Outcomes from the culture of abuse

“People with developmental disabilities [PDD] and their families were excluded from the state’s P&A board; no efforts were made to reach out to them.”Disempowerment through exclusion

Social exclusion is a process that leaves individuals or entire communities (like the disabilities community) systematically blocked from exercising their rights, from opportunities and from consistent access to resources. Healthcare, civic engagement, democratic participation and due process are considered ‘resources’. These are normally available to members of society and are the key to social integration.

For example, federal laws mandate that the board of the state’s protection and advocacy system be composed in its majority of people with disabilities and their families. This right gives these people the opportunity for ‘civic engagement’, to take part in the decision-making process about how the state is to protect them. But the state denied these people this opportunity when it purposely excluded them from the board, as we saw in the federal report, denying them the right to protect their interests.

The result of this exclusion from participating in our state’s mental health system is always disempowerment and alienation of the people with disabilities. Is the ADA and Olmstead still alive? If the answer is ‘yes’, then it seems as if the state has violated both. With the doors closed on them, the state escapes scrutiny and, as a domino effect, the whole system falls into lawlessness. But you don’t have to see it; it’s all behind the curtain of ‘lack of information’.

We, The Citywide Mental Health Project, believe that our ‘disabilities’ do not come from whatever illness we may have. They come from a mental health system that perpetuates with its own actions the stigma that people with physical or mental illnesses are inferior people who must be excluded from participation in the democratic process, denying them the right to protect their interests. This must change.

The opposite of ‘exclusion’ is ‘inclusion’: let’s get in!

The evidence that we are excluded from the system and its P&A is there. It shows that this exclusion is at the root of our two main problems: been abused and lack of voice in the system. We need to be included in order to change all of this. But included to do what and where?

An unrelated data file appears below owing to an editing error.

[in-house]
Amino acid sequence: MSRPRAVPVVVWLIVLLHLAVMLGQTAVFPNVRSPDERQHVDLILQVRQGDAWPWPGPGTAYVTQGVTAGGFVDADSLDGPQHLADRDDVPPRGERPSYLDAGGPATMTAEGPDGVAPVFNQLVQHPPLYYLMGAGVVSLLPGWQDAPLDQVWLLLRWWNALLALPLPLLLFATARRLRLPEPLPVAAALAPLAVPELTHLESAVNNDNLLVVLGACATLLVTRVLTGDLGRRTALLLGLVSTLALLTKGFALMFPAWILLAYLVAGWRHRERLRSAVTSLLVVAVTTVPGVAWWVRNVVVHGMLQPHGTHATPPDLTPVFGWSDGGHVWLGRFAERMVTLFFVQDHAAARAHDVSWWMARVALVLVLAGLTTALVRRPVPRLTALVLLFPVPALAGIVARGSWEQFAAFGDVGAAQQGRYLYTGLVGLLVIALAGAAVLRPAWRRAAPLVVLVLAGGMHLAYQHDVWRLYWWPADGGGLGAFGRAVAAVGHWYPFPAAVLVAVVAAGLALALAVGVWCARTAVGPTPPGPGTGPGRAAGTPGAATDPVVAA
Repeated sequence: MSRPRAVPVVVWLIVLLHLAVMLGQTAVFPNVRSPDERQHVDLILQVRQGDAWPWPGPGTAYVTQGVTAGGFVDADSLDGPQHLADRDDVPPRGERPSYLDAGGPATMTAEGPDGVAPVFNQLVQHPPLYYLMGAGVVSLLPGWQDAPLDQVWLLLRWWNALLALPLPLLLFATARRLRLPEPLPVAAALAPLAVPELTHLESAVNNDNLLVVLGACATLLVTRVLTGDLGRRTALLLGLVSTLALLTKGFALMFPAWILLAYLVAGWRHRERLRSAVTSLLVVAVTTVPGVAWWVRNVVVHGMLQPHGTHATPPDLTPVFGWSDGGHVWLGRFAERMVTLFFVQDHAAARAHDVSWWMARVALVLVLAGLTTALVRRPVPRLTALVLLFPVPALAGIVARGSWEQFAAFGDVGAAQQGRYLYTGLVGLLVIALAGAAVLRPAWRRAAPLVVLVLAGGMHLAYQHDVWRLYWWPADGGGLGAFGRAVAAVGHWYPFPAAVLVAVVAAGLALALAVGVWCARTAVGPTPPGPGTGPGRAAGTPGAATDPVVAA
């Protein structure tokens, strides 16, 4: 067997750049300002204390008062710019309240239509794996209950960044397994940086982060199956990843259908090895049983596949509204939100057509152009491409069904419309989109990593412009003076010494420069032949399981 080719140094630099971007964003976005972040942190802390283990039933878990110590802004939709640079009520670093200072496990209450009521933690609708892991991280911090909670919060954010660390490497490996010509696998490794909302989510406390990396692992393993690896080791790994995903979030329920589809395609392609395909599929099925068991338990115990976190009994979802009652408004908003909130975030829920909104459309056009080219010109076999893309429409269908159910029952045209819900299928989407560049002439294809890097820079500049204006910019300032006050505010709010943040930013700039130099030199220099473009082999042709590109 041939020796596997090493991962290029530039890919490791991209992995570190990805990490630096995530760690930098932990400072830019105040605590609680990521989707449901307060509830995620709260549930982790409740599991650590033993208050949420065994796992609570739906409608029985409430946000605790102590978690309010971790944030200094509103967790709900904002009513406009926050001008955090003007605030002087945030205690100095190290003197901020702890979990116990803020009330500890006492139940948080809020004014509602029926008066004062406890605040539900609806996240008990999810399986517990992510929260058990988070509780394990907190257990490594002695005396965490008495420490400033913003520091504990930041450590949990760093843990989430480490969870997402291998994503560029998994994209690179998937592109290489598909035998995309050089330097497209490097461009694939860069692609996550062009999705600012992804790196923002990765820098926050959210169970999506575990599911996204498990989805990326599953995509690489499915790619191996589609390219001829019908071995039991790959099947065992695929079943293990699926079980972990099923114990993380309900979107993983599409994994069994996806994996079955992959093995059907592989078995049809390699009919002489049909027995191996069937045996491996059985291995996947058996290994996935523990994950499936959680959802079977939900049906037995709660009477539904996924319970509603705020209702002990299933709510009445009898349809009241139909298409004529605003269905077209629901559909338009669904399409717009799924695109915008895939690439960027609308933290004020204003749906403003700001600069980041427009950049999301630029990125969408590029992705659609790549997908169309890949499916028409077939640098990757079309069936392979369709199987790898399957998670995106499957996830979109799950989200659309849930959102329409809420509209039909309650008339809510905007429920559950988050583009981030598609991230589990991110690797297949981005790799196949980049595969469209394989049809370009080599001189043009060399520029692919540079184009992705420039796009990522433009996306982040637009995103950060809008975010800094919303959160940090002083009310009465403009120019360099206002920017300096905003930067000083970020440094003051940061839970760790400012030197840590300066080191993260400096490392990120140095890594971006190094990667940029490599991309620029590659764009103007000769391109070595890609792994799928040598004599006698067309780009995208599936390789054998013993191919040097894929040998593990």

We want to have a voice in the programs we attend so that we can protect ourselves from unprofessional practices passed as ‘quality of services’. We want to do the following in our programs through our Self-Advocates groups or Consumers Advisory Boards (CABs):

Policy-making in action

1. Give feedback about the quality of the services we are receiving from the program.

  • To identify persistent problems we and our peers are experiencing in accessing the services, and to present solutions
  • To identify what is working appropriately and to our satisfaction.
  • To discuss how the goal of person-oriented services is working.
  • To let the providers know how they are succeeding in achieving their stated mission and goals.

In organizing their own feedback process, the Self-Advocates will learn the real meaning of programmatic requirements such as “quality of services”, “compliance with regulations”, and other important terms.

2. Review an existing grievance procedure or develop one if none is in place in the program:

  • A grievance procedure must be meaningful, capable of addressing and resolving our complaints in a timely fashion.
  • It must guarantee that we can discuss problems about interactions with the staff or the administration without fears of being humiliated, ignored, or punish for coming forward with a complaint.

In reviewing the grievance procedures, the Self-Advocates will have the opportunity to learn important information about their rights and how to make them count.

All of the above describes exactly what ‘policy-making’ is all about. All of that and more is what the various laws invite us to do. The only barriers on the Self-Advocate’s path to learn to do this are: that people underestimate our capacity to learn how to be an active citizen, and that our mental health system does not want us to take part in this process. ‘Accountability’ is a term despised by the agencies and by some providers, but it is in our interest to learn to hold them up to it.